Going on autopilot
Everybody has at least a few habits and routines. Some of them are so minor we don’t even think of them as a routine. For instance, at the end of most work days I fill in my timesheet, check in all my documents and code, shut down the computer, make one last run to the kitchen (rinse coffee mug, throw out trash), put away my headphones, put away my badge, pack things up in my backpack, and leave.
Simple and logical and no problem, right?
Some of those steps have a bunch of sub-steps. My time sheet, for instance: we don’t clock in and out, but rather I have to assign my work time to various projects and codes that I’m authorized for. So I log into this interface that looks sort of like a spreadsheet and enter numbers in various columns. I may put an hour to general maintenance, a half hour to marketing support, three and a half hours to Project A, and so on. Plus some of the codes require me to put in a short description of precisely what tasks I worked on that day. Then I click total, click save, and sign out.
For the headphones, I unplug the wired noise-canceling headphones I use for listening to music and podcasts at work, fold them up, and wrap their cord around the folded phones and put them in a drawer. Frequently the next thing I do after that is take the badge lanyard that hangs around my neck all day off, wrap the lanyard around my badge and bus pass, then slide them into my pocket. I need the badge to unlock doors to get out of the building (yes, really), and if it’s a day I walk only halfway home then catch the bus, I’ll need my bus pass. And, of course, in the morning I’ll need the bus pass and badge to get back.
So last Thursday I’m locking down and putting things away, and when I get to the badge I roll the lanyard around the badge and start to stick in in the drawer, right next to the headphones.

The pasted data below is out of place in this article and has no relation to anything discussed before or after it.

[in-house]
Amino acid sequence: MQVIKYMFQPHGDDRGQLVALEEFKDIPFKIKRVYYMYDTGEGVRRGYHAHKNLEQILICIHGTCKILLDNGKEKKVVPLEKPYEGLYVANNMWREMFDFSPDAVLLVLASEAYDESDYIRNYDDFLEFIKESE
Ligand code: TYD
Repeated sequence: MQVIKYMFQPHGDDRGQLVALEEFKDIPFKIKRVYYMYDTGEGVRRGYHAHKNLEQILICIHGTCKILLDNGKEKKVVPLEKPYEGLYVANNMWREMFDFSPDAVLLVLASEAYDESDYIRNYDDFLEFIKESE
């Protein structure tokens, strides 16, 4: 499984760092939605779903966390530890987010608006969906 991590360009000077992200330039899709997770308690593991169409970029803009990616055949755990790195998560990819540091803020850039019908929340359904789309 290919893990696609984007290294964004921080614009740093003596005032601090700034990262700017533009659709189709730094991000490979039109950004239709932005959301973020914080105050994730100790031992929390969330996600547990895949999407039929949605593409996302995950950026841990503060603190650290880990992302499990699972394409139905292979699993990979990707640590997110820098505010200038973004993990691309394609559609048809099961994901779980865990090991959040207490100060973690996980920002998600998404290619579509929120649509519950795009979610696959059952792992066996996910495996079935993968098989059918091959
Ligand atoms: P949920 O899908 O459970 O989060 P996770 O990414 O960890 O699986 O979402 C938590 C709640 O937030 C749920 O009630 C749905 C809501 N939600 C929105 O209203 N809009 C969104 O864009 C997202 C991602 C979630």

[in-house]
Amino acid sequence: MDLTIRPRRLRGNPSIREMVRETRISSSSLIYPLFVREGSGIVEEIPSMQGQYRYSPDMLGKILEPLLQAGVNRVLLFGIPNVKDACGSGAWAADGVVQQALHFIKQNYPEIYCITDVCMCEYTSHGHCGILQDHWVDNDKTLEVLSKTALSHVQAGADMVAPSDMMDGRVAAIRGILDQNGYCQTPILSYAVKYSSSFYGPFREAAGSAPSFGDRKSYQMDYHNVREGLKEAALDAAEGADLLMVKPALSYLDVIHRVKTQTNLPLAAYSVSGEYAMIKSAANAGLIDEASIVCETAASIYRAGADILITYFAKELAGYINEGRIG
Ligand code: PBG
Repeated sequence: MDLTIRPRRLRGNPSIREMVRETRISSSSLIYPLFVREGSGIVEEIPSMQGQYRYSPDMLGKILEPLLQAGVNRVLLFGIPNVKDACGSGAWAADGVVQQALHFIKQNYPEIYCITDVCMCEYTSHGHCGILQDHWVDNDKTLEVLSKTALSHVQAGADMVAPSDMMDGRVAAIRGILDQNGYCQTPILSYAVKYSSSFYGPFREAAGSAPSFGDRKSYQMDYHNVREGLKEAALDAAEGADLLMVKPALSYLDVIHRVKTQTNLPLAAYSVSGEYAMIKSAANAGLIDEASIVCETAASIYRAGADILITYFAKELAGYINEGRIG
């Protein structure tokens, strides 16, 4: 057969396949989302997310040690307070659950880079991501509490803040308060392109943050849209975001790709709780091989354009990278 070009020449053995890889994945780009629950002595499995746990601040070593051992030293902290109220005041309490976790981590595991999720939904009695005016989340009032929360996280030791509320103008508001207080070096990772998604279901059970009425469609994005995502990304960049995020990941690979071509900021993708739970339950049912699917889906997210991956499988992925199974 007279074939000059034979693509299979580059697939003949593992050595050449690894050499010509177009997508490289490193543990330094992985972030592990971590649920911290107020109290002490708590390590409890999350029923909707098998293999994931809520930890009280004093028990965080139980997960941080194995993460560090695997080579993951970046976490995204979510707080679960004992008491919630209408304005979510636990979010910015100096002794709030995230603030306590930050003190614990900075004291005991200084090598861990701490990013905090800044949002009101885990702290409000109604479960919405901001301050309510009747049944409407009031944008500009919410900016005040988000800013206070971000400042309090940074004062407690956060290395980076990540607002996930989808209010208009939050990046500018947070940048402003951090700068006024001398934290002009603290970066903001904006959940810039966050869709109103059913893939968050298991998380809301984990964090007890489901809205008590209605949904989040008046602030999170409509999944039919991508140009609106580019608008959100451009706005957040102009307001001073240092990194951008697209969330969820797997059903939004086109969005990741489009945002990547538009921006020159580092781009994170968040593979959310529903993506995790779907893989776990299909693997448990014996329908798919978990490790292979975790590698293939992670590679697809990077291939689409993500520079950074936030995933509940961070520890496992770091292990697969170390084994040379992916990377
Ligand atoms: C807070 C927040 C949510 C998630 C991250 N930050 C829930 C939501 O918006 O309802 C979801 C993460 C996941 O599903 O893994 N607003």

And that could have been really bad, because while I can get into the stairwell out of the building without the key, when I get down to the first floor, I can’t get back out of the stairwell without it. I can go all the way down to the bottom of the stairs and exit in the lowest level of the parking garage, and take the fire-exit route out onto the street behind the building instead of my usual spot, so it wouldn’t be a complete disaster, but I would have had to pay cash for the bus the next day, and then had to get the security guard in the lobby or a coworker to let me up the elevator to our floor (you need badges to use the elevator, too), and it just would have been inconvenient and a hassle and at least a little bit embarrassing.
The scary thing was that I didn’t notice that the headphones were already in the drawer right away. And obviously I was being totally oblivious to the fact that the badge and bus pass in their vinyl holders neither look nor feel at all like the headphones. The only similarity is that both have a cord-like part that I wrap around them before putting them away.
It makes those news stories about people going into the wrong house and going to sleep in someone else’s bed seem a little more understandable, no?